The most recent Beige Book (August 2019) released by the Federal Reserve System included conditions impacting agriculture throughout the country. Overall, it found that agricultural conditions “remained weak as a result of unfavorable weather conditions, low commodity prices and trade-related uncertainties.”

The Beige Book is a Federal Reserve System publication about current economic conditions across the 12 Federal Reserve Districts. It characterizes regional economic conditions and prospects based on a variety of mostly qualitative information, gathered directly from District sources.


Reports from the 12 districts included regional commentary on agriculture within their areas of responsibility. Following are their comments.

The Fifth District — Richmond

Weather effects varied across the district. For example, a farmer in Maryland saw improvement this year due to more favorable weather conditions and remarked that other farmers in their area, except for dairy, seemed to be doing well. In contrast, a farmer in South Carolina said that the heat and lack of rain were hurting crops. In general, trade issues and low commodity prices were hurting farmers, including by lessening their ability to repay loans and by reducing their desire to purchase new equipment.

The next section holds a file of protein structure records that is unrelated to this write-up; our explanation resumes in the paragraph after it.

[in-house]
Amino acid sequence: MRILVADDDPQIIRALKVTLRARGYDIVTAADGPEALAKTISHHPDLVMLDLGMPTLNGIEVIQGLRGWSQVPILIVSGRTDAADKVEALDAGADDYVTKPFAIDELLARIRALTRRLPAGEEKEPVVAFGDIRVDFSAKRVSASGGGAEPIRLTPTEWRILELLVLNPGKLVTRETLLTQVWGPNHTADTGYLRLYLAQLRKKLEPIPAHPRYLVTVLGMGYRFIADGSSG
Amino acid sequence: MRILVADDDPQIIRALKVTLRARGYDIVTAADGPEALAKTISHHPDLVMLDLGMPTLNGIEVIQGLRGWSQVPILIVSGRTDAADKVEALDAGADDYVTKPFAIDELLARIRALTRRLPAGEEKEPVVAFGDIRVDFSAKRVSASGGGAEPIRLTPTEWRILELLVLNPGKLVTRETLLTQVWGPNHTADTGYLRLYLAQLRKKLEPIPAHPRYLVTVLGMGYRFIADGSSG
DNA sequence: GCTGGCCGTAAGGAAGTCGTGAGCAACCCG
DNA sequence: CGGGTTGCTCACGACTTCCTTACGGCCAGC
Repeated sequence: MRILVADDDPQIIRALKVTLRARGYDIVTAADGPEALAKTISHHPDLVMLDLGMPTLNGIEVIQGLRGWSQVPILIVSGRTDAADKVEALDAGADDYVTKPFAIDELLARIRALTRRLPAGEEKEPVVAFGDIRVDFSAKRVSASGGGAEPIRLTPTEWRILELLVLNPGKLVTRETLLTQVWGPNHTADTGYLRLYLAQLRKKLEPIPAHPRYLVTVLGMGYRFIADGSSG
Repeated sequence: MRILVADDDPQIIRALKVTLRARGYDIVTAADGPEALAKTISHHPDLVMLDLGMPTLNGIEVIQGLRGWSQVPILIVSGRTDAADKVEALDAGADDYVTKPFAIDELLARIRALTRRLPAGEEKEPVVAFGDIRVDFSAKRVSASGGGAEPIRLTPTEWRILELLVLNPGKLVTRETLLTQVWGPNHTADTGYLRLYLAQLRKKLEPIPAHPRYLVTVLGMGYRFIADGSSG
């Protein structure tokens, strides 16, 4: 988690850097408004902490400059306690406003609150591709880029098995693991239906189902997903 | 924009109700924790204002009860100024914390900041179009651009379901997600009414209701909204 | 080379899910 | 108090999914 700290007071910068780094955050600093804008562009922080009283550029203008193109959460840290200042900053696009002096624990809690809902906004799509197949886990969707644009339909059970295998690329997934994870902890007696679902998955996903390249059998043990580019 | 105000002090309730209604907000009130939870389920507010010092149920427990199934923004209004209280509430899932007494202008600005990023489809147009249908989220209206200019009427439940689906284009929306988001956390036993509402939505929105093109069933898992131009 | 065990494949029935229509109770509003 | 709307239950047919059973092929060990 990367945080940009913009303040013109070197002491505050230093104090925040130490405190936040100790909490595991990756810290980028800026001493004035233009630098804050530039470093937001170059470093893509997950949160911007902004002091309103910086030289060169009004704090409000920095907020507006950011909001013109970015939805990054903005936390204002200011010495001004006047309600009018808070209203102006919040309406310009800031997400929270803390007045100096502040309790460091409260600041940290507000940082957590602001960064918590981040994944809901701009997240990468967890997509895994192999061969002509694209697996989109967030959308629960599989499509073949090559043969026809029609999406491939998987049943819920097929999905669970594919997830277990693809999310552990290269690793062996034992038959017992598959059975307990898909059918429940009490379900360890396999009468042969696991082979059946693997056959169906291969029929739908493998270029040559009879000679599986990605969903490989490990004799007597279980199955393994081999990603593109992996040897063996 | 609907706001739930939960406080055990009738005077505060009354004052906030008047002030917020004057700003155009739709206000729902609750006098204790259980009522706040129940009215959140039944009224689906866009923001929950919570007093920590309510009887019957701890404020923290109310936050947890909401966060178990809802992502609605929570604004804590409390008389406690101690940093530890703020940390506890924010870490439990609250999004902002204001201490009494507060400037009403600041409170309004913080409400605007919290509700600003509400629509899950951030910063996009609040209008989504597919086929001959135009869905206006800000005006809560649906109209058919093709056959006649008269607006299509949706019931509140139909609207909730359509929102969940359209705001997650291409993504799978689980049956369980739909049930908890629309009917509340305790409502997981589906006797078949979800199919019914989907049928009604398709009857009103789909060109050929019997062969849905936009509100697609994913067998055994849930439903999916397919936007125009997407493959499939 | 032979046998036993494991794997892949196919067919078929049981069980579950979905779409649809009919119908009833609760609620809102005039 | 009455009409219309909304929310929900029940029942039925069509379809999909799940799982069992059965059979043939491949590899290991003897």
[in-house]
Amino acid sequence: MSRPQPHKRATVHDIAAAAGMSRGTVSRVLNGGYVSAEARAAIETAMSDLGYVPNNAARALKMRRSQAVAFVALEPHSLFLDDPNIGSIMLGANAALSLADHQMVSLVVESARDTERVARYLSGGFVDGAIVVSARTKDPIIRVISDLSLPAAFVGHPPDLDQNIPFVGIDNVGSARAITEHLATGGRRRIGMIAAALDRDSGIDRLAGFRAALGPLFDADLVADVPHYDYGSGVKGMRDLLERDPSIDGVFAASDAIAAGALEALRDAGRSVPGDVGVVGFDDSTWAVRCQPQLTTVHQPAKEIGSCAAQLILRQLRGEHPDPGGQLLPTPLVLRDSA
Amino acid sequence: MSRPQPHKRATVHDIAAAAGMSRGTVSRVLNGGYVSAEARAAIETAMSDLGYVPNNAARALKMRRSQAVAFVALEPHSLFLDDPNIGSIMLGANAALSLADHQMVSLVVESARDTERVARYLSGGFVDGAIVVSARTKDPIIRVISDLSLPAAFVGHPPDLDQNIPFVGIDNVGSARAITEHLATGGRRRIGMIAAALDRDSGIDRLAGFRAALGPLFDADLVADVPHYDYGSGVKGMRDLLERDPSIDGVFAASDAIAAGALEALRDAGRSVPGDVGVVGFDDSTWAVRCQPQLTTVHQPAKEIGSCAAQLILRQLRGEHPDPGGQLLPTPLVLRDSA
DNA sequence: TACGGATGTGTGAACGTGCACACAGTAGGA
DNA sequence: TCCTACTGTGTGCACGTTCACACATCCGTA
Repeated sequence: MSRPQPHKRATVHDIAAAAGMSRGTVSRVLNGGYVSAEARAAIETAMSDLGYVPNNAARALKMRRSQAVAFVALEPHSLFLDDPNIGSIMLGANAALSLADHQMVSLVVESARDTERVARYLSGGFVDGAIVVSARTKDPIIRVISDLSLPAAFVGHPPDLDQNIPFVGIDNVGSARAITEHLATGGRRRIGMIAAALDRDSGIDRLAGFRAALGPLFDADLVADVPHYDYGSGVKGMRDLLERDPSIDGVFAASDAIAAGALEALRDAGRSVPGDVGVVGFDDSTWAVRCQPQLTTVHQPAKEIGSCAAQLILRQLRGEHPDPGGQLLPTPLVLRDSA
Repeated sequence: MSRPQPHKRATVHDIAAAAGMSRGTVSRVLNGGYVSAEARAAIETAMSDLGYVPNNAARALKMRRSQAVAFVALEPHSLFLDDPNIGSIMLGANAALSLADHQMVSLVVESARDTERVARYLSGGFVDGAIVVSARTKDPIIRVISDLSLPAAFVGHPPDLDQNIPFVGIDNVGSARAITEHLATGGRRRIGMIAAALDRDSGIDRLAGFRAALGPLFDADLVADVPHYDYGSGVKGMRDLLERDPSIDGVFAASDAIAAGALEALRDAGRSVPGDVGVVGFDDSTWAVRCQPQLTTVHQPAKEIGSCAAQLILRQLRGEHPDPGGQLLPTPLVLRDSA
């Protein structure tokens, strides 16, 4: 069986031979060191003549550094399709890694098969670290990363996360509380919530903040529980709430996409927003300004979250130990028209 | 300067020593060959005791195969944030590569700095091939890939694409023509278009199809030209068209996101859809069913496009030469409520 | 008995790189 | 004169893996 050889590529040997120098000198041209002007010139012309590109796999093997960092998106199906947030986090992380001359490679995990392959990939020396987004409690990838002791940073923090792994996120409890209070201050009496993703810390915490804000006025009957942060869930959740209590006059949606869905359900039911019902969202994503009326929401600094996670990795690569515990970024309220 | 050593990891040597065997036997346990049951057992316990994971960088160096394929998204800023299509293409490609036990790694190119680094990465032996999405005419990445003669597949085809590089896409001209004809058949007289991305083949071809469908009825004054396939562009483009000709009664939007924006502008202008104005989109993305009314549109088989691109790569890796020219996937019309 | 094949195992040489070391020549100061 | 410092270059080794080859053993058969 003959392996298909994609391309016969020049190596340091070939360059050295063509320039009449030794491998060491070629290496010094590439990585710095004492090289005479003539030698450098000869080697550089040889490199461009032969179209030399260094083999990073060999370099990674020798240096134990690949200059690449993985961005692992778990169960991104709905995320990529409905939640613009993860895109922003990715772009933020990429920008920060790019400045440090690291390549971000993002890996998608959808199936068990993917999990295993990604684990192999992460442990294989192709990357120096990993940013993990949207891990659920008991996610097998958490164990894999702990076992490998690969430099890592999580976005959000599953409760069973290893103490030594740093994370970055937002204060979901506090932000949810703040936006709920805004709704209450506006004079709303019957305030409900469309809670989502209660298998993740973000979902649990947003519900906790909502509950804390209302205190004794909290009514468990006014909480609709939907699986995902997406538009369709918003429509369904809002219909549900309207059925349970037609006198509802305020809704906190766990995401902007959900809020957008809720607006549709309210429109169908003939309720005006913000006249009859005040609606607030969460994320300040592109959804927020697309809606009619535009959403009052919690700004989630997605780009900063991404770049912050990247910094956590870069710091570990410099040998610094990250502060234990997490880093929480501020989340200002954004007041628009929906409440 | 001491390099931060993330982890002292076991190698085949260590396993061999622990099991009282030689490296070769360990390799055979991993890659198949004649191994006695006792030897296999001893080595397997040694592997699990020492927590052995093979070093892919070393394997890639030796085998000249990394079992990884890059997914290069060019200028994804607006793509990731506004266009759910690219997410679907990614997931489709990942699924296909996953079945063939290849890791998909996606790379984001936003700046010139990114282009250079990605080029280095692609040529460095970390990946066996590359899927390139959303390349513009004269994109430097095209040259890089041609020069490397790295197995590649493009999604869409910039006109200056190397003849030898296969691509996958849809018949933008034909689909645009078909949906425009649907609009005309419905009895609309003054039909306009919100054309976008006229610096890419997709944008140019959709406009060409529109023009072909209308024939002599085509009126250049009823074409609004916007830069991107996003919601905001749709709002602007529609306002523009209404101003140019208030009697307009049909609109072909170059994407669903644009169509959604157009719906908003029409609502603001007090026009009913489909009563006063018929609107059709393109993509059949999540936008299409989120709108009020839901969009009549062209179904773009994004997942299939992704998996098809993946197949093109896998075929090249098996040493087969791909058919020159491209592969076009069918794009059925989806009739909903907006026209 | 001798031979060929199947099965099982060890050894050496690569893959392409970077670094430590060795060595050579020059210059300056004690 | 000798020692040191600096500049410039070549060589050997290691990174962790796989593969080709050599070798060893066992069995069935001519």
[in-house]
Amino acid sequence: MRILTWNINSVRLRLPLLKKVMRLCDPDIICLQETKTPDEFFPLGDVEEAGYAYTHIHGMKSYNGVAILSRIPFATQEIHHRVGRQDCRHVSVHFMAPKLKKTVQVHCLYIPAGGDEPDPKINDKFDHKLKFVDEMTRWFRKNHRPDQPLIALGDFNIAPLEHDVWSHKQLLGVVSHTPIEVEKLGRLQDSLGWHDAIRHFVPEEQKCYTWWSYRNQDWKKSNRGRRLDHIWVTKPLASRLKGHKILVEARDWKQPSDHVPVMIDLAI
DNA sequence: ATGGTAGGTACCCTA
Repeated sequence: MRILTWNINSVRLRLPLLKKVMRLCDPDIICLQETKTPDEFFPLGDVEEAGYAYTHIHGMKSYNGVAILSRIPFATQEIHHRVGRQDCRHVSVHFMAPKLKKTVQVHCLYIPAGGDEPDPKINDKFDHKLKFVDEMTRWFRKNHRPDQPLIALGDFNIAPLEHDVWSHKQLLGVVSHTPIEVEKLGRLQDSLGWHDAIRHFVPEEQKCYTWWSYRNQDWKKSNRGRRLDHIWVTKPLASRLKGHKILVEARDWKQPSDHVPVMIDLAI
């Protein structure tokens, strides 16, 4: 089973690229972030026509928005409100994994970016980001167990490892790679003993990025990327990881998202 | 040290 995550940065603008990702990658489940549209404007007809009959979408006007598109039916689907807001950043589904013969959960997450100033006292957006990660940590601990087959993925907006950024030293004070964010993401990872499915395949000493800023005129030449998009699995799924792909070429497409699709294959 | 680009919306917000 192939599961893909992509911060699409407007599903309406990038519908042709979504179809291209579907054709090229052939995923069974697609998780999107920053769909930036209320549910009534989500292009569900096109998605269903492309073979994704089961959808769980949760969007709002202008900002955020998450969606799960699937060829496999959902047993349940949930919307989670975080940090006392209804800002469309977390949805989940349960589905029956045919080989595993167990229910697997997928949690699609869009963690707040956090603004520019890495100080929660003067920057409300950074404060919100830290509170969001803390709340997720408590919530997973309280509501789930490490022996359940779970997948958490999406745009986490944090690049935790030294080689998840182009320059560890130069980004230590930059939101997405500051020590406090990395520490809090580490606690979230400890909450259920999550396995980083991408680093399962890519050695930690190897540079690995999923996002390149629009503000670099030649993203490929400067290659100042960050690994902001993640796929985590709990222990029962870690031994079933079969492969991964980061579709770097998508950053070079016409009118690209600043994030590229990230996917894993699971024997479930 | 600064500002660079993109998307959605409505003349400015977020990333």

The Sixth District — Atlanta

Agricultural conditions across the district were mixed. Recent reports indicated much of the district was drought-free although parts of Alabama, Georgia, the Florida panhandle and Tennessee experienced abnormally dry to moderate drought conditions. Some producers in Louisiana reported crop damage due to Hurricane Barry. Average farm real estate values in the district rose year-over-year with the exception of Georgia, where values declined. On a year-over-year basis, prices paid to farmers in June were up for corn and beef but down for cotton, rice, soybeans, broilers and eggs.